One of the best ways to experience the Amazon Basin is to hike right through it, appreciating the majesty of the towering trees and diversity of wildlife on a very human scale. Keep in mind, however, that Iquitos is an island populated by more than 400,000 people; there aren’t really any wildlife trails that leave right from town. If you’re in the mood for a stroll, the Tarapaca River Walk, along the Itaya River, is the most popular place to stretch your legs.
Happily, there are several operators and independent guides who can take you, usually by boat, to a fantastic array of trails. Remember that Iquitos is hot (22°C/72°F to 28°C/88°F) and humid, quite a change if you’ve been spending your time in the Andean highlands. Start out early and stay hydrated, taking it easy if you’ve just arrived. During rainy season (February through May), many popular trails flood and operators may need to take you further afield to find the perfect hike for you.
Budget travelers who can’t afford a guided excursion should head to Quistacocha Zoological Park, located 6.5km (4mi) from town on the Iquitos-Nauta highway. In addition to being one of the region’s most fascinating destinations, a sprawling 425-hectare (1050-acre) park populated by all sorts of Amazonian animals, it also has a short hiking trail. Ask at the entrance for specifics. The hike begins from the shore of Lake Quistacocha, opposite Playa Tunchi and leads to the Itaya River.
Area operators can recommend guides who will arrange the perfect hike for you. They can cater to not only your fitness level, but also your interests. For example, naturalist guides can take you to trails known for their biodiversity; the Bushmaster Trail through Reserva Nacional Alpahuayo Mishana may have the highest concentration of tree species in the world. Others can introduce you to the Amazon’s wealth of medicinal plants, perhaps visiting with indigenous experts who’ll explain how certain herbs are prepared and administered. Birders and other wildlife watchers have many more options.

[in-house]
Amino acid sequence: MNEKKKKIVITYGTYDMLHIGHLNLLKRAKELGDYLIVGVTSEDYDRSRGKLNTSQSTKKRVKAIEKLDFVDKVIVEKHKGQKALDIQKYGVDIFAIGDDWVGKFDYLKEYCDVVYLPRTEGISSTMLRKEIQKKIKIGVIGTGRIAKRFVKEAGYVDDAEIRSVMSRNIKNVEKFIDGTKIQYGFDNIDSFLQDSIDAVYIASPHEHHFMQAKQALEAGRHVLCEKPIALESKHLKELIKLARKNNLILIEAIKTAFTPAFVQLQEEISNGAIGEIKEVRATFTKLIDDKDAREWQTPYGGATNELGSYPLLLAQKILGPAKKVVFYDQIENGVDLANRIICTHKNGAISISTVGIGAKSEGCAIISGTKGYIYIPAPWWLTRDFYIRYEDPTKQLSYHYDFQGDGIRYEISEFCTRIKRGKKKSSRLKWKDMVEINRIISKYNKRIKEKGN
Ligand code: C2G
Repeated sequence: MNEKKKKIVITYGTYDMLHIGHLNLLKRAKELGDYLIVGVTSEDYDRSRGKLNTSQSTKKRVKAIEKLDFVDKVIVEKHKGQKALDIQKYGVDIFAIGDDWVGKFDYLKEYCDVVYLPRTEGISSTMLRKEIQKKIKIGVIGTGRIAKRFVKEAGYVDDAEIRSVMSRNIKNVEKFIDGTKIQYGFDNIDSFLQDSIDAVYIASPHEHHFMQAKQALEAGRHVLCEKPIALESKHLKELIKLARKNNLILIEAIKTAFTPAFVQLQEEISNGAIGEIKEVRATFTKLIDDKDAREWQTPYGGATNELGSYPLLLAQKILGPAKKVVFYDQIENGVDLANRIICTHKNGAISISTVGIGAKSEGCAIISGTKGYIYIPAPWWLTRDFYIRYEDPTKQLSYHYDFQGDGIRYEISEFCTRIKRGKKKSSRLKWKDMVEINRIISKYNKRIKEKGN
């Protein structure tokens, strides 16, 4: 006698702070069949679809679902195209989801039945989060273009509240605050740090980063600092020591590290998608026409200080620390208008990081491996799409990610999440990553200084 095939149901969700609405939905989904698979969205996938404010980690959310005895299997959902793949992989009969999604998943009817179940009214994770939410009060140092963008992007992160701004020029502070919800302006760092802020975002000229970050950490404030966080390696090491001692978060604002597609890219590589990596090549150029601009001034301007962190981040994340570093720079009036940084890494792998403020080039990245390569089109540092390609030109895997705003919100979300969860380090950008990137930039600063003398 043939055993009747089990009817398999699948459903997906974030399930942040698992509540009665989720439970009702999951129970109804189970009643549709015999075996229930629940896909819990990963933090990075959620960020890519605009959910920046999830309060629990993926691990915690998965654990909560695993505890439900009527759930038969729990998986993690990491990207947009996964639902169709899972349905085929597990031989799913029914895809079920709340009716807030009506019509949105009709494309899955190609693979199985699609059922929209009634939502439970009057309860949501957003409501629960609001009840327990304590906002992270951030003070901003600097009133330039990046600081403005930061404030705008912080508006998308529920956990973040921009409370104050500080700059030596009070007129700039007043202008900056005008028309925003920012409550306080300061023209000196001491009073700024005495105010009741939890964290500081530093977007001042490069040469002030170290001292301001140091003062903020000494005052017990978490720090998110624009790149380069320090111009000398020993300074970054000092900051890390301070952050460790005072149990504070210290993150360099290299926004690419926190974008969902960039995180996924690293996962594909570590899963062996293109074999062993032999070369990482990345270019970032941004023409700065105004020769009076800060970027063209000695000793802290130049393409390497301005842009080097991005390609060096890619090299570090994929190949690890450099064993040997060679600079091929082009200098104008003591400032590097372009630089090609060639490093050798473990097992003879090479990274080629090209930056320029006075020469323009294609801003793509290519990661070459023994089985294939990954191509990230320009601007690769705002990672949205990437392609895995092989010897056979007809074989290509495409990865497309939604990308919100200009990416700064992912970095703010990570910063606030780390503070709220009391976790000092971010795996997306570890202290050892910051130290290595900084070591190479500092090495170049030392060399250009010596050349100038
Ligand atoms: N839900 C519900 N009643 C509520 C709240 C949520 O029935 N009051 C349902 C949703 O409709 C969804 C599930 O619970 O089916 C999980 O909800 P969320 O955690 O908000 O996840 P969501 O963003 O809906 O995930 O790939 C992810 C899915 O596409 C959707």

Into The Jungle Canopy
The vast majority of the rainforest’s wildlife lives close to the sunlight, in the canopy high above most hiking trails. Many animals spend their entire lives suspended in the branches, never once touching terra firma. If you’d like to visit, book a trip to the Amazon Conservatory Field Station and Canopy Walkway, a series of suspended bridges that span some 500m (1,640ft) of the forest canopy, 35m (115ft) above ground.